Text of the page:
Through 52 games, the Royals offense was terrible. So they had to do something. Dale Sveum was made hitting coach, while Pedro Grifol was asked to move his desk to Storage B. Then - it clicked! The Royals scored eight runs, with their most extra base hits in a game since May 6 against San Diego, including a home run from Salvador Perez. What was this devilry practiced by Dale Sveum? Was he getting immediate results?
The fact is, the Royals have been underperforming so badly this year, that they are likely to improve no matter who was hitting coach the rest of the season.
While this was not projected to be a great, or even a good offense by any stretch, most projection systems did not peg the Royals to be this bad. Even under early CAIRO projections (which did not include Omar Infante and Nori Aoki), the Royals lineup projected to average 4.19 runs per game, rather than the putrid 3.87 runs per game they are currently averaging.
Career statistics, while not complete, can give us a better indication of true talent level than the small sample of a two month stretch. And based on career statistics, virtually the entire team is underperforming. Here is how the Royals hitters compare to their numbers coming into the season.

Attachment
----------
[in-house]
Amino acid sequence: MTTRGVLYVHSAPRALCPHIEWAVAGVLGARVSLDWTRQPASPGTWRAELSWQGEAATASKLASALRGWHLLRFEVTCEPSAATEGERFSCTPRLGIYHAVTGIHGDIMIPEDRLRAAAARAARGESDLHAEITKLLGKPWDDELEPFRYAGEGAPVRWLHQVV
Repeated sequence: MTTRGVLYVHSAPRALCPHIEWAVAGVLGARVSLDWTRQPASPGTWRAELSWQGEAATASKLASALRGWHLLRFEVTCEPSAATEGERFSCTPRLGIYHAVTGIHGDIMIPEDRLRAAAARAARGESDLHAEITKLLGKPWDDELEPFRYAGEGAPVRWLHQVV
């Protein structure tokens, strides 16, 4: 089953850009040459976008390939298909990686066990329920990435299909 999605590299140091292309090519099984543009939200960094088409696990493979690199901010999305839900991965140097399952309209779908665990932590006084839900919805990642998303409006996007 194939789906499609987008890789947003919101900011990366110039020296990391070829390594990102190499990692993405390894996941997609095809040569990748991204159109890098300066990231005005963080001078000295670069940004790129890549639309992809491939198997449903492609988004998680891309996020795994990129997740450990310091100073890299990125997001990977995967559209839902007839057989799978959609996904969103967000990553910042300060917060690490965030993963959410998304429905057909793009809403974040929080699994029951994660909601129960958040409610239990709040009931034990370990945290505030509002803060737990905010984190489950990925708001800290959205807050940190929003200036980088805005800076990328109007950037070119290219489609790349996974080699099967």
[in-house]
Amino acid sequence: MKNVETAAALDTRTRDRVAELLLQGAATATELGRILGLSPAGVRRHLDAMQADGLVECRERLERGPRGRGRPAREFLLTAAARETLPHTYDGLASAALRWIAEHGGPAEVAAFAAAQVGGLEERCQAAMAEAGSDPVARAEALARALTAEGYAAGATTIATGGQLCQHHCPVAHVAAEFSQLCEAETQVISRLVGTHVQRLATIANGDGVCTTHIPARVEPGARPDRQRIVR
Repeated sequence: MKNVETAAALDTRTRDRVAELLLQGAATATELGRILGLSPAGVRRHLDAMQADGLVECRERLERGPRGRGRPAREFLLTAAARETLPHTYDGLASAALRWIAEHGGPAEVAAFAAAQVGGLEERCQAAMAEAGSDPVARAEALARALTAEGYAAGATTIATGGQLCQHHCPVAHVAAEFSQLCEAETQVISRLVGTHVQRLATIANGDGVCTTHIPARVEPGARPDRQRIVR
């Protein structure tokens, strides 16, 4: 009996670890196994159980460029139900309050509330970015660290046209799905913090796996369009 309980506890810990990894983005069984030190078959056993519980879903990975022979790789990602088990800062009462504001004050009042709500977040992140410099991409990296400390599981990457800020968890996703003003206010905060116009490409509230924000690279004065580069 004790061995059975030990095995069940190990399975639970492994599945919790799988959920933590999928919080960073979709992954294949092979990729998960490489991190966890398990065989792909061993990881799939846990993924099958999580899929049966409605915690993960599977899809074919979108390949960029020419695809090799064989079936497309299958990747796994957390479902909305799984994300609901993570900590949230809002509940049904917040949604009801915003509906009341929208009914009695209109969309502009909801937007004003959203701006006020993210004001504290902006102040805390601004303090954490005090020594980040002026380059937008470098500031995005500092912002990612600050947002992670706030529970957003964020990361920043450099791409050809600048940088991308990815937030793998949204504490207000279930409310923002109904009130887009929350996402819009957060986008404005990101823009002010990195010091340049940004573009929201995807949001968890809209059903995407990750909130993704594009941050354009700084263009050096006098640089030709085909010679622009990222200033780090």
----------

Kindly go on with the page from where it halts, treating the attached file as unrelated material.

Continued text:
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Here are their 2014 totals as expressed by the percentage difference from their career totals coming into 2014:
The truth is though, the Royals could have hired an inanimate carbon rod to be their next hitting coach, and the effect would likely be the same. Anyone that knows a lick about baseball knows that Billy Butler is not a .238 hitter with virtually no power. Yea, he's fat, he hits into double plays, and he's likely having a career worst season. But he's not this bad, and players with his track record generally don't just fall off a cliff like this at his age. Billy will eventually start to hit. Trust the process.
I'm not discounting the possibility Dale Sveum can't help a few of these hitters out and that Grifol was having some sort of negative effect on the team. But more likely they are going through an epidemic slump that will be cured simply by playing out the string and regressing back to the mean. And if Dale Sveum wants to take credit for that, well lucky him.